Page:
As cases of influenza rose in Wisconsin, local and state Boards of Health stepped in to take action. On October 10th, 1918, the Eau Claire Leader reported the Eau Claire Board of Health had met the previous evening and had agreed to issue a ban on public gatherings, a move which had only been implemented in four other Wisconsin cities at the time. As this announcement was being read by citizens on the 10th, C. A. Harper, secretary of the state board of health issued a notice that a statewide ban would be implemented. Surgeon Major V. G. Heiser later praised Harper for taking an early stand.

Churches, libraries, theaters and places of amusement, lodges, dancing academy, Y. M. C. A. meetings, pool and billiard rooms, and gatherings of five or more people were banned. Schools were included in this order, and on October 11th, students and teachers were homebound indefinitely.

While initially billed as a “real vacation for school folk” in the newspaper, as no homework had been assigned, it was anything but. One of the first concerns was that students would take advantage of this time off from school to work. An article was published in the Eau Claire Leader on October 15th warning permit officers not to issue work permits to children who may apply. The necessity of sending children to work became a reality for those who were either permanently or temporarily out of work, not excluding schoolteachers.

As schools continued to shutter their doors for longer than anticipated, the status of teachers’ paychecks remained unknown. Due to wording in their contracts which specified, “the city will not be liable for time lost when causes beyond control of the board of education force a closing of schools,” teachers were initially told they would not get paid until school was back in session. The state department of education suggested that teachers and school officials should be paid during the closure, but the decision was ultimately left to individual school boards and their contracts.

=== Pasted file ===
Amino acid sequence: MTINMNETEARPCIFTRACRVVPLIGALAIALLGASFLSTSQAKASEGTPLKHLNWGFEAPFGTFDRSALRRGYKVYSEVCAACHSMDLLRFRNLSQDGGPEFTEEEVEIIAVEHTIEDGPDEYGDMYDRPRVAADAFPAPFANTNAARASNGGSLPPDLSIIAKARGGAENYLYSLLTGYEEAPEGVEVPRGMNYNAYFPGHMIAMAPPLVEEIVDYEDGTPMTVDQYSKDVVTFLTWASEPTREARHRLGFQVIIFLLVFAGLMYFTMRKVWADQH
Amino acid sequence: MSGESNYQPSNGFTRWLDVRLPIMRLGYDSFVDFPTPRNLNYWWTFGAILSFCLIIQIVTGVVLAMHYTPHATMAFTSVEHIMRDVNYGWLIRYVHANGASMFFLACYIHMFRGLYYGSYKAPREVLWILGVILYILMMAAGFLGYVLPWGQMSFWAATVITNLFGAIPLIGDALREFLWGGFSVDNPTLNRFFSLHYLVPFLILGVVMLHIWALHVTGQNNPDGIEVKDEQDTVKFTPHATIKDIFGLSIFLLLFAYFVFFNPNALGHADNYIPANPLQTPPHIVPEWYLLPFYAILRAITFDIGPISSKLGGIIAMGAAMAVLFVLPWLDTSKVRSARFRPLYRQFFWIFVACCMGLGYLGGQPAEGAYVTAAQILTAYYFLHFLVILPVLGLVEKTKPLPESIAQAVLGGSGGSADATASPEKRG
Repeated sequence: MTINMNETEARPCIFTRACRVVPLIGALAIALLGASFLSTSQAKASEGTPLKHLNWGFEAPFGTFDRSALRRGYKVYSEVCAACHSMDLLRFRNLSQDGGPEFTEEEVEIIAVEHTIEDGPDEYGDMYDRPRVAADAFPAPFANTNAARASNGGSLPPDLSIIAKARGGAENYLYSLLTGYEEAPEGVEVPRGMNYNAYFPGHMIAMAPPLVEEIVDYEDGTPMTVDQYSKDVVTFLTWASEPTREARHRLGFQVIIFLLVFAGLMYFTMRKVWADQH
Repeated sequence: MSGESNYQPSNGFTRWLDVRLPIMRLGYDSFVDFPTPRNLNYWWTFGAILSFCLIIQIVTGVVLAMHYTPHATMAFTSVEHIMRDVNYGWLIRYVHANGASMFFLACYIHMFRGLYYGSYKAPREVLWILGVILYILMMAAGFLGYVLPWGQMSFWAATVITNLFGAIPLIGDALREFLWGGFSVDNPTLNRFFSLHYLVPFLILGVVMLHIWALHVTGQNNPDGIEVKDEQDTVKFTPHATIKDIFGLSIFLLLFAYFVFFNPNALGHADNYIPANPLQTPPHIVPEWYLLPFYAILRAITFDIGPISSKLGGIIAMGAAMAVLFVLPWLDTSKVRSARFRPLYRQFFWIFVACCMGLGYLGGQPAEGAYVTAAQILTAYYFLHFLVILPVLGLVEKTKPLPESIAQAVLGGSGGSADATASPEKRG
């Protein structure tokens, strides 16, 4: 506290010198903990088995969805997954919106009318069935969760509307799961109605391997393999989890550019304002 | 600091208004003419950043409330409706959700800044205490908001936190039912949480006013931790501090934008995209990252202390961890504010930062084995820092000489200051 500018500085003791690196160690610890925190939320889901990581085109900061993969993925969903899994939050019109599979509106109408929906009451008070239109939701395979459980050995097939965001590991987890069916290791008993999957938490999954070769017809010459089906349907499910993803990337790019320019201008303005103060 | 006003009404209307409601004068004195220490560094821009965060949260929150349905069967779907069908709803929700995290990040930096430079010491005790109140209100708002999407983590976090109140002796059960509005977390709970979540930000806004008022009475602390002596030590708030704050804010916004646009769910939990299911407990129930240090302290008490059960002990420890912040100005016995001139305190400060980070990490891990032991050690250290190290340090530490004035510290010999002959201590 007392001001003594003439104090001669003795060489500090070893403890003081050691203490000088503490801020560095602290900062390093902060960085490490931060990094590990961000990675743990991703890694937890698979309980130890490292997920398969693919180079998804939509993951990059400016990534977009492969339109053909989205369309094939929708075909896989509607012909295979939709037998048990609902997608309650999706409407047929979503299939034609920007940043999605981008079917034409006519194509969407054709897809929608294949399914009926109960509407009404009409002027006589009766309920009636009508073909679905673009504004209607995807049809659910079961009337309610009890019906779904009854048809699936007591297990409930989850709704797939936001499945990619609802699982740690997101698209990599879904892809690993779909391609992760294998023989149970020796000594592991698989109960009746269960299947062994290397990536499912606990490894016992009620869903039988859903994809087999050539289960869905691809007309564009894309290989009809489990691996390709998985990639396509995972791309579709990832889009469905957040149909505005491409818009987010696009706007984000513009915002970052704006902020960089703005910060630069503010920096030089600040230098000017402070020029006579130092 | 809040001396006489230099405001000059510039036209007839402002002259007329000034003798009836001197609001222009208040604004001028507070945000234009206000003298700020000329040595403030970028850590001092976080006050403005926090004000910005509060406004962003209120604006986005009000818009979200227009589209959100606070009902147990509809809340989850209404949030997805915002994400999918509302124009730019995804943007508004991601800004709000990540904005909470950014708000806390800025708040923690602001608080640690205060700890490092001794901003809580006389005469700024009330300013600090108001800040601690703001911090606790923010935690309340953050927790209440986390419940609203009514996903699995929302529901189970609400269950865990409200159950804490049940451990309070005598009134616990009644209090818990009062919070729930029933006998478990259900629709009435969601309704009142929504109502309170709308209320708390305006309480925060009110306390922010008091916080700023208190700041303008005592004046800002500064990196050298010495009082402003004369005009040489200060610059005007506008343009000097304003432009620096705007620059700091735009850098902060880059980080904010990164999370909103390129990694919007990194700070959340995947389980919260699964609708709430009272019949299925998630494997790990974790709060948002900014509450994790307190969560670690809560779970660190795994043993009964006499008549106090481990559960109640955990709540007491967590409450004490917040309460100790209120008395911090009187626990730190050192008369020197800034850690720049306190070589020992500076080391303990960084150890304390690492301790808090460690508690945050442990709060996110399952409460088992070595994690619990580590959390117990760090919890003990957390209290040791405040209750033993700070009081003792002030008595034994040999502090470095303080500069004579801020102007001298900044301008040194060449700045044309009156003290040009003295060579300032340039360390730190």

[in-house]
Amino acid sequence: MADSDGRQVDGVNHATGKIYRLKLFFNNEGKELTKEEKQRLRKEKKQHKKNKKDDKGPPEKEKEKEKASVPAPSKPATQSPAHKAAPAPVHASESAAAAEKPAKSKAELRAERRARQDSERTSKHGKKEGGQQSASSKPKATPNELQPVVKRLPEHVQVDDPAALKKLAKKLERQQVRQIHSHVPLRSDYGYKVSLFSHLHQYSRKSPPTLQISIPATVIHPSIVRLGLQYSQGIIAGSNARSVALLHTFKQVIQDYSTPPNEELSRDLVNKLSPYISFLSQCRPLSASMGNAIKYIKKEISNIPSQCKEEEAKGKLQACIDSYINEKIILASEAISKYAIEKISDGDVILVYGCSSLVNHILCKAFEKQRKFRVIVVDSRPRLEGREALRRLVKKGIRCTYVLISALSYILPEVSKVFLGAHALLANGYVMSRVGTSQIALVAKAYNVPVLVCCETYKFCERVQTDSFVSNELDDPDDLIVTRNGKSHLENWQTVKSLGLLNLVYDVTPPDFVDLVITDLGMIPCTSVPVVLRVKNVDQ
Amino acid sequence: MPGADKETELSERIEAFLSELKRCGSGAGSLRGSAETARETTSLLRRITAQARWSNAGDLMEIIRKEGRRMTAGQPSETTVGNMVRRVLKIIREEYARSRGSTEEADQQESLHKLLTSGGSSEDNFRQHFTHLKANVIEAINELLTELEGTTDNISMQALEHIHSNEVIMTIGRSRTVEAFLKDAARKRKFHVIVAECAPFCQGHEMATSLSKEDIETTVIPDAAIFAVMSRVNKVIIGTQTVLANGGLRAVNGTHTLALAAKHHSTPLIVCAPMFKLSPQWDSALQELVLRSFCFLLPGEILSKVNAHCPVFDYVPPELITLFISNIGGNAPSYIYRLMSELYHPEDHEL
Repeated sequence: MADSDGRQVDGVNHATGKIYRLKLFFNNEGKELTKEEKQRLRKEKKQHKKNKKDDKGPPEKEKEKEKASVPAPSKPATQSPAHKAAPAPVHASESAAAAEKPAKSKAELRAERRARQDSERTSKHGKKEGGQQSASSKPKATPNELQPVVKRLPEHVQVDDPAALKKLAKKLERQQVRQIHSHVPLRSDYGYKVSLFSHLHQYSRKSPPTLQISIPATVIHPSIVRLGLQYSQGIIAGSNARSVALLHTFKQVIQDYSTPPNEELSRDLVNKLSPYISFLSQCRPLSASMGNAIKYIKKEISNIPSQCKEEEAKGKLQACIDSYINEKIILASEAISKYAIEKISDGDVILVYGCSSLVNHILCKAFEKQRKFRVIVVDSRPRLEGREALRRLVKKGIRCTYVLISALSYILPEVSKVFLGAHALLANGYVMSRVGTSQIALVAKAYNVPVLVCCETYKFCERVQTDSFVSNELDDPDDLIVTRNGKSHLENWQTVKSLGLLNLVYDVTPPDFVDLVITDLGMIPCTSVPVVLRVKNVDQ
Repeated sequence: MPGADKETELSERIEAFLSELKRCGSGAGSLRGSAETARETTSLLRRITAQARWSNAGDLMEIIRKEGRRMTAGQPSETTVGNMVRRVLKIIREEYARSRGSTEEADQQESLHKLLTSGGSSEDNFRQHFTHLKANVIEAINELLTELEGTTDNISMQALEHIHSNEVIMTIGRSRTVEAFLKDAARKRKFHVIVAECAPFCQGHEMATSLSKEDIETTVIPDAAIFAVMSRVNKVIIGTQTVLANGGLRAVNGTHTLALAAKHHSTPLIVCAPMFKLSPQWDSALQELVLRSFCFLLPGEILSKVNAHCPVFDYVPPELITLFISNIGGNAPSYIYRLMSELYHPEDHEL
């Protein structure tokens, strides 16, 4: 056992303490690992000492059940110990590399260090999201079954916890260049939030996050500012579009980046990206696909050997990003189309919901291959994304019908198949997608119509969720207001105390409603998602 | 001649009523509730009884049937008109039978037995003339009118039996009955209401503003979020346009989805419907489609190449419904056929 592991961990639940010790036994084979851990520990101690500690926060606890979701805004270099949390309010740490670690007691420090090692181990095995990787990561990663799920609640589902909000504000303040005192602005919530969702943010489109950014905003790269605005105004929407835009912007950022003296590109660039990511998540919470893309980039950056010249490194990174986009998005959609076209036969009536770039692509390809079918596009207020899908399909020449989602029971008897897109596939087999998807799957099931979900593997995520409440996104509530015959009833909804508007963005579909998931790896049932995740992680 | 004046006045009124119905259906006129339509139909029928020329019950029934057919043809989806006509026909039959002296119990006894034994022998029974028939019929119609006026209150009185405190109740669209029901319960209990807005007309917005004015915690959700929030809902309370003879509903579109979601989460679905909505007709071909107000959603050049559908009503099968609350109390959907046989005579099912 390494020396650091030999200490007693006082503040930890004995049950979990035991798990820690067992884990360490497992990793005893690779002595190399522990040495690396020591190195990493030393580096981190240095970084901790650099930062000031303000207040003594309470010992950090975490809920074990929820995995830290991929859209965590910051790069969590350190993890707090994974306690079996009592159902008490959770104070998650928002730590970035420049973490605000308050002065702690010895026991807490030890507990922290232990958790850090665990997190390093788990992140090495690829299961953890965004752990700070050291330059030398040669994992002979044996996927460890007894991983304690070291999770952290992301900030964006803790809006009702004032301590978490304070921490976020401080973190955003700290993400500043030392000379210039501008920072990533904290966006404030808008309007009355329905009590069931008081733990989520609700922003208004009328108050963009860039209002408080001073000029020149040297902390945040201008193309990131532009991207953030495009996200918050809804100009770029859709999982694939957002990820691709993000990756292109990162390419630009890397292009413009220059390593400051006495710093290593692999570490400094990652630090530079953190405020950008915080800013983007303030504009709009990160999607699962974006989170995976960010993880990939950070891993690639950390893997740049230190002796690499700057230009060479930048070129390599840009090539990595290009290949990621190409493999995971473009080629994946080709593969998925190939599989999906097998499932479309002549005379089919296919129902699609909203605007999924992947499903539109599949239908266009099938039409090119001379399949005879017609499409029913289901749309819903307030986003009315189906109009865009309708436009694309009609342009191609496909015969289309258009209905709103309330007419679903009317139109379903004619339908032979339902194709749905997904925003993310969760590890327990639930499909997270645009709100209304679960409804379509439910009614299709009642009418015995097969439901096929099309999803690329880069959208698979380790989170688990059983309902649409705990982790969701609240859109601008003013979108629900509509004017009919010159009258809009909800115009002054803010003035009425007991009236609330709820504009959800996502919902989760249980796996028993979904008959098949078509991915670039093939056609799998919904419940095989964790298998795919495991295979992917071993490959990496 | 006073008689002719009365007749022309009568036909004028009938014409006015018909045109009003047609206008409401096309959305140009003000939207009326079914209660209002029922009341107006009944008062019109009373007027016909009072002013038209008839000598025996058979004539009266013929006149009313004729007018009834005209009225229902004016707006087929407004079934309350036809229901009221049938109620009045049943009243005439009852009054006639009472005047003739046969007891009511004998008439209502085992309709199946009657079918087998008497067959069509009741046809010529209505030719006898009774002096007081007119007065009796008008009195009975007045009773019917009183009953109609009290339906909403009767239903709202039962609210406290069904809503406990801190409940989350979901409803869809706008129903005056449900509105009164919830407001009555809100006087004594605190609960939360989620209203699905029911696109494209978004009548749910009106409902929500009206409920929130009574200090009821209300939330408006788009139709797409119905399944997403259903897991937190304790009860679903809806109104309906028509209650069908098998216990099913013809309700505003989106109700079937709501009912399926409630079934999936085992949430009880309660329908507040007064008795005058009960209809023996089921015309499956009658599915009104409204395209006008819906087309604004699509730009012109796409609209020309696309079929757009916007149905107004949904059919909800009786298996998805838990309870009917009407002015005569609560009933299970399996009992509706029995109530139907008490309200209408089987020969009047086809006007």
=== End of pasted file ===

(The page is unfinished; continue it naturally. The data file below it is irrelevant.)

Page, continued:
The discrepancies between state and local decisions also affected the lifting of bans and closures, leaving the end date of the restrictions unknown. When the ban on public gatherings was first reported, the duration was uncertain, but it was reported that “2 weeks is minimum.” The state board of health lifted the statewide ban on gatherings on November 1st, and instead left the decision up to local boards of health. Eau Claire county left the bans in place, which left many citizens frustrated, as can be seen in a Voice of the People article in the Eau Claire Leader on November 10th. The author of the article expresses their dissatisfaction with the continued ban, stating that the county board had not been appropriately handling the situation and many citizens believed schools, churches, and other places of amusement should be reopened.

In a letter to her daughter on November 15th, Dora Barland wrote that schools were expected to open the following Monday, November 18th. However, the Eau Claire Leader announced on November 17th that not only would the ban keeping students home be extended, but it would also stretch to include, “clubs, ice cream parlors, and soda fountains,” and masks were now required in stores and offices. Only a week later, however, schools, churches, and saloons were reopened, though with restrictions applied. Schools were allowed to open but were to be, “carefully supervised by nurses, who will send home any pupil appearing ill.

On December 3rd, the Eau Claire State Normal School reopened it’s doors, making sure that a graduate nurse was present each day. One week later, however, it published its decision to close the model school that was part of the college, as well as banning dances and social functions.

As schools reopened, cases of influenza began to rise again. In a move to keep schools open but lessen cases of the flu, the county school board moved “that all children attending school from homes in which there is influenza be excluded from school and that the board of health be requested to furnish the secretary of the board with the names of all families having influenza.” In the same meeting, it was decided to periodically fumigate schools and also to shorten Christmas vacation in order to make up the days lost.

After Christmas vacation, public schools reopened with adjusted calendars which would make up the days they had been closed. Some schools eliminated Easter vacation and extended the school day by 70 minutes. When the new semester began, it was welcomed with open arms by students and teachers alike, declaring that the time off had become “monotonous.”